Construction is a significant contributor to economic activity in Scotland, accounting for approximately 6.4 per cent of Gross Domestic Product (GDP) in 2000. The industry also accounts for 6 per cent of Scottish employees in employment and approximately 1 in 5 of Scotland?s self-employed. The construction industry is renowned for shortages of suitably qualified workers such as bricklayers and carpenters, even in an economic recession. Such shortages tend to take the form of a lack of quality tradesmen, rather than a shortfall in quantity. In Scotland, the demand for new workers has been estimated at 5,400 per year. Successful construction firms seek employees with a broader range of attributes and a capacity to function in a team, adaptable to changing working environments, multi-skilled and possessing more generic skills. A challenge for vocational education and training agencies in the construction industry is to find ways of assisting to meet these needs. This paper presents the results of a survey of skill needs and training requirements in the Tayside construction industry. The survey seeks to provide a framework for analysing skill requirements in the context of modern performance targets, together with policy recommendations for industry, government and training providers throughout Scotland.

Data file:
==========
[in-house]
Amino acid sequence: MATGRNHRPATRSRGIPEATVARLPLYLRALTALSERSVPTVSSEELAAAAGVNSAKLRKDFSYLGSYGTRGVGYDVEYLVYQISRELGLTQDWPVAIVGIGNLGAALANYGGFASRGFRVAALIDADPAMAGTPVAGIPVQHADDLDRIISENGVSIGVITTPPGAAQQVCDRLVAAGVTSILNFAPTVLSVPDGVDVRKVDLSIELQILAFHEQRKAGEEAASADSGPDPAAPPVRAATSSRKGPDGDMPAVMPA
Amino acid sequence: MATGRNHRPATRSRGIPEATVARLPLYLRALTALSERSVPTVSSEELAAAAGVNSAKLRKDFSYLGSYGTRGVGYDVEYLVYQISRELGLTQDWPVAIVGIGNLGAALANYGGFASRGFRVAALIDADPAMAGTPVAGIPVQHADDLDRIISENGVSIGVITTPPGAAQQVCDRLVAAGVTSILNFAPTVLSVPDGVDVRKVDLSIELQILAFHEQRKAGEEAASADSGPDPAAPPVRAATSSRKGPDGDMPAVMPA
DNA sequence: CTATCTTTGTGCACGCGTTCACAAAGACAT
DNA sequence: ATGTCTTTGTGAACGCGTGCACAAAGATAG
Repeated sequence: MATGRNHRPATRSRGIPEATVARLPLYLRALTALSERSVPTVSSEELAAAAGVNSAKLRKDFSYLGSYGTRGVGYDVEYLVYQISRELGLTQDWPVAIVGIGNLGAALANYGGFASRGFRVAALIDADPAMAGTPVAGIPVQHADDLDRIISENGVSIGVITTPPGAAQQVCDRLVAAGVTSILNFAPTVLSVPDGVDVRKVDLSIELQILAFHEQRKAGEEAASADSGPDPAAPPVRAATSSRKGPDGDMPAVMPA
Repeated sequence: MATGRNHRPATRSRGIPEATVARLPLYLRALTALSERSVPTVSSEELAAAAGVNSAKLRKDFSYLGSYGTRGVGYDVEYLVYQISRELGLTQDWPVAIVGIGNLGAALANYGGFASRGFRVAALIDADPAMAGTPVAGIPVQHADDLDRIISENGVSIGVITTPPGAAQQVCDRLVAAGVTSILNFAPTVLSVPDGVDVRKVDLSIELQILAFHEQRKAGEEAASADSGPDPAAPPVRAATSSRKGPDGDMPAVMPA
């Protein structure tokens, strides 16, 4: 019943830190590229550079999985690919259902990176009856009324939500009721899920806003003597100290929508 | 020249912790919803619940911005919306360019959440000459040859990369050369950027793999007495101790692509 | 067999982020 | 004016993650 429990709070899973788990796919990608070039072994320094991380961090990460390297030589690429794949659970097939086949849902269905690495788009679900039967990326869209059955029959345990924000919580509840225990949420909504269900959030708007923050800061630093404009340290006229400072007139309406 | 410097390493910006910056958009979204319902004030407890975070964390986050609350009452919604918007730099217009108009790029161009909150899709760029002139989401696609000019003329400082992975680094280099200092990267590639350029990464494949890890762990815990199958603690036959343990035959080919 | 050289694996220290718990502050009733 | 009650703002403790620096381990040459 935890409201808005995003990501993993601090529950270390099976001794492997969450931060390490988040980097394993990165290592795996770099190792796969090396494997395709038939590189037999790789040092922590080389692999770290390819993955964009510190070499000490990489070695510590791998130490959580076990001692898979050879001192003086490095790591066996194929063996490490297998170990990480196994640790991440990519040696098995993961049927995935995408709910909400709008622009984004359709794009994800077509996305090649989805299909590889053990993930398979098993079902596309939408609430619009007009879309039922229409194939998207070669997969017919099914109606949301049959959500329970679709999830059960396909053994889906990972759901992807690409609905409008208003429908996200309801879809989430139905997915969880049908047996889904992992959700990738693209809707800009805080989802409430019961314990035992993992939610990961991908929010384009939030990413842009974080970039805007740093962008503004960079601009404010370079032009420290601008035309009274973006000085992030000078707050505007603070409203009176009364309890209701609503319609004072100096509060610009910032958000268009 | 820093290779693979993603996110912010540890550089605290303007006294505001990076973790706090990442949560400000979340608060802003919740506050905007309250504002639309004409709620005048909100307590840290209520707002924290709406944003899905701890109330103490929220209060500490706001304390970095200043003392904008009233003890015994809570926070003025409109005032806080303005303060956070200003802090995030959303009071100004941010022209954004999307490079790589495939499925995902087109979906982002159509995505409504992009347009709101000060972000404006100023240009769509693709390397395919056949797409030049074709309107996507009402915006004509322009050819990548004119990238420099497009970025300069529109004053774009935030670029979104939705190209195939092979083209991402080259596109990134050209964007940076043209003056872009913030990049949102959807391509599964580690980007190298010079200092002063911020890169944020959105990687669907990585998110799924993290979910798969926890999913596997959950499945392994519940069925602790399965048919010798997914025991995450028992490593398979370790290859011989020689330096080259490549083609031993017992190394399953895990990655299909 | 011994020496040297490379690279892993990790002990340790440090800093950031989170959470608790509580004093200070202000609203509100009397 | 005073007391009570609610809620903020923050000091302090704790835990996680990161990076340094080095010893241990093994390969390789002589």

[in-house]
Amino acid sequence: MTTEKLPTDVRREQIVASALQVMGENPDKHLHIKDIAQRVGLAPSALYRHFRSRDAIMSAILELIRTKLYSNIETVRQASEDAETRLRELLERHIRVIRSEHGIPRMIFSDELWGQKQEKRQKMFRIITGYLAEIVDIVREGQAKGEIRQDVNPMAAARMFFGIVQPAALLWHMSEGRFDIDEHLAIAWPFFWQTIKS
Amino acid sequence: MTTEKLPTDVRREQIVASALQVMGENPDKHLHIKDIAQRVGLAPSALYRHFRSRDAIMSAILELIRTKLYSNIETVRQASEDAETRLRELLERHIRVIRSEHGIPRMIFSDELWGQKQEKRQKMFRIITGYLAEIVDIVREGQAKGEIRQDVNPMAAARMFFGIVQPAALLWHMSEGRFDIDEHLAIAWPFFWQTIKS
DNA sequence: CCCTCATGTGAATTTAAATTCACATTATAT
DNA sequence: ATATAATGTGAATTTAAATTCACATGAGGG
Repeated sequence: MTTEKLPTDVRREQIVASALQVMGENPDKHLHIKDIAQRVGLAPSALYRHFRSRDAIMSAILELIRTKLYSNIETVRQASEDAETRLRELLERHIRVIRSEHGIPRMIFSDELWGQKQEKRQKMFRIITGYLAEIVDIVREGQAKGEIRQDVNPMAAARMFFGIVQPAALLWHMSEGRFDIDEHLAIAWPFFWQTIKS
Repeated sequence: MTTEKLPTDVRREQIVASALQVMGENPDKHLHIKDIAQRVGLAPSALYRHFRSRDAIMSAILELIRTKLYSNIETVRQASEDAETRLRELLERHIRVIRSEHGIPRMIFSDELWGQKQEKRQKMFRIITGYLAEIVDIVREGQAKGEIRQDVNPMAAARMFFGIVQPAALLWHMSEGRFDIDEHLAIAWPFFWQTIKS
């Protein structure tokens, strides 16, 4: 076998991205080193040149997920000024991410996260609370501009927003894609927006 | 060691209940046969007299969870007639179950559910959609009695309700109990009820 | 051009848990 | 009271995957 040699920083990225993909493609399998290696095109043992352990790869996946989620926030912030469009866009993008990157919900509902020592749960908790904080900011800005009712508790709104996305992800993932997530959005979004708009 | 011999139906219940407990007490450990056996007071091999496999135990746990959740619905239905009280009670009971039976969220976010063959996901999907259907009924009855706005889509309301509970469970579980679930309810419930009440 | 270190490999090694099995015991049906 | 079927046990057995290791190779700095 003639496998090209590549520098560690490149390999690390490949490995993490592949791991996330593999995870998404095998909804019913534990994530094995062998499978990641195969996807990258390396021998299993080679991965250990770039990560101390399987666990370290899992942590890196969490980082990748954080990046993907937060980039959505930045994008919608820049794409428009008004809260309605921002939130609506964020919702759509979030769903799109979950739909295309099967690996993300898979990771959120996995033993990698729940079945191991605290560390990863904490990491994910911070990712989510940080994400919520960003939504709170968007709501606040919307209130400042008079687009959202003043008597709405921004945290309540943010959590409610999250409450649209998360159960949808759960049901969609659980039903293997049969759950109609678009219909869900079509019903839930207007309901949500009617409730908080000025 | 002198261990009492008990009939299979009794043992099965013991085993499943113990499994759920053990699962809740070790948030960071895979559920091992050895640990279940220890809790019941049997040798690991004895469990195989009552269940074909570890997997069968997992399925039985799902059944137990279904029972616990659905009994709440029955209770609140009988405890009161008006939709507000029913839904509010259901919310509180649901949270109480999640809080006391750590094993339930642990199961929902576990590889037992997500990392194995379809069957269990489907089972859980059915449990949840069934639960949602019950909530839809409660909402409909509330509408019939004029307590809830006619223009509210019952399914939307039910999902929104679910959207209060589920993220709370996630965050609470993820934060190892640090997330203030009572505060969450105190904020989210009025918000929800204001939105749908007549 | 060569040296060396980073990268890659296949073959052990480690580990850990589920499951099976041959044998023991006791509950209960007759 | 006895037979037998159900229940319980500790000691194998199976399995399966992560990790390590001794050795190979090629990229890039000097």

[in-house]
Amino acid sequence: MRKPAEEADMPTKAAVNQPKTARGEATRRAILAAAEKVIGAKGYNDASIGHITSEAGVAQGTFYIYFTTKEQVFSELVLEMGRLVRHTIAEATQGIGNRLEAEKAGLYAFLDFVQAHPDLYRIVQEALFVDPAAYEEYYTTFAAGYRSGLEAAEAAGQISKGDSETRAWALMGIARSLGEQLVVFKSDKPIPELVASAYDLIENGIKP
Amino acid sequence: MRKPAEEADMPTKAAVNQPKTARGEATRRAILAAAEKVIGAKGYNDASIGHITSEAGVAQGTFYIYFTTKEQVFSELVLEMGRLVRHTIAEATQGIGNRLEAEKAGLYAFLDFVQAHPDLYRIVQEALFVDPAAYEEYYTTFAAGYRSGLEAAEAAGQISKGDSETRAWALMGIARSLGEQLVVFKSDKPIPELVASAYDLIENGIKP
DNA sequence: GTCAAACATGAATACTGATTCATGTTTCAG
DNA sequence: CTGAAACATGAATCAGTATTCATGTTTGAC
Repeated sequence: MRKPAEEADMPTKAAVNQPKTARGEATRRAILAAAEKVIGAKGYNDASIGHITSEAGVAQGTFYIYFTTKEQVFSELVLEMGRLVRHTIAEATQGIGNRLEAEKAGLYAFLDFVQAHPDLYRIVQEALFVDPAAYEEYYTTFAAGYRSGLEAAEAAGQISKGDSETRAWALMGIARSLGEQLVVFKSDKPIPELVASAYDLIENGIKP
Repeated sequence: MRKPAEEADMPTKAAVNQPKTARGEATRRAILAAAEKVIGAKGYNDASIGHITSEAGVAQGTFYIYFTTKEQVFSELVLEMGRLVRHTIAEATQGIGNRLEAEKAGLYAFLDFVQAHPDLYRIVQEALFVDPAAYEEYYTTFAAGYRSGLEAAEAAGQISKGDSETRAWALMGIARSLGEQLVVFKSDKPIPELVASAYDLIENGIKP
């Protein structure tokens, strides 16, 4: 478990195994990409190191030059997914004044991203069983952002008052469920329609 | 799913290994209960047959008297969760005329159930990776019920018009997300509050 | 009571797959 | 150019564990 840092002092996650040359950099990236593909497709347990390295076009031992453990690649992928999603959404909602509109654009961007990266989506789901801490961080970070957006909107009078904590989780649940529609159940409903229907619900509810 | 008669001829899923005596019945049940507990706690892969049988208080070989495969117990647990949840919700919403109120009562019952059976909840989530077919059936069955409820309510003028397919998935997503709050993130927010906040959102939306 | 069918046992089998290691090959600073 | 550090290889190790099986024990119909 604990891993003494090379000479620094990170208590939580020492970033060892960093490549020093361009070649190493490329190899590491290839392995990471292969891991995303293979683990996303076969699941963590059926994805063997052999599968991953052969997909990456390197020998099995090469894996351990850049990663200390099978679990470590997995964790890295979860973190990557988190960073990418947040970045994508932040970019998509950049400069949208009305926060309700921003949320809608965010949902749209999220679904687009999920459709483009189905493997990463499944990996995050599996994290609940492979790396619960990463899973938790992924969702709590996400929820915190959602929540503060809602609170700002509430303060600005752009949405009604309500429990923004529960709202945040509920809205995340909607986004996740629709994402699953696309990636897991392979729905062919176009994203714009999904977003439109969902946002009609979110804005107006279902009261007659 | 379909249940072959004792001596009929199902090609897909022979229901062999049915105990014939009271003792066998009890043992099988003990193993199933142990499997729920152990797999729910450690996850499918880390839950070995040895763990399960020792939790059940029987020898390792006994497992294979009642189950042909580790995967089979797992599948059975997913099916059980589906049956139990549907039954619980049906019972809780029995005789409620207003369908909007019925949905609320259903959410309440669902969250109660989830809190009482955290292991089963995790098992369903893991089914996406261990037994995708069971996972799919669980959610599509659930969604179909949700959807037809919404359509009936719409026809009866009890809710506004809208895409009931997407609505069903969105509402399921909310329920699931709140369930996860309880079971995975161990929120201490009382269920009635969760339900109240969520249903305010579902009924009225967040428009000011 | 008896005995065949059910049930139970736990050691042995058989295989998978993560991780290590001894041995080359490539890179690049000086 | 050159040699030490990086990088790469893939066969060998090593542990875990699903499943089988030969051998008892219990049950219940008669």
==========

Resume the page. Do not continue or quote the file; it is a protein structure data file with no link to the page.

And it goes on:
|Title of host publication||Proceedings of the RICS construction and building research conference COBRA 2001|
|Number of pages||11|
|Publication status||Published - 2001|
- skill needs
- training requirements
- construction industry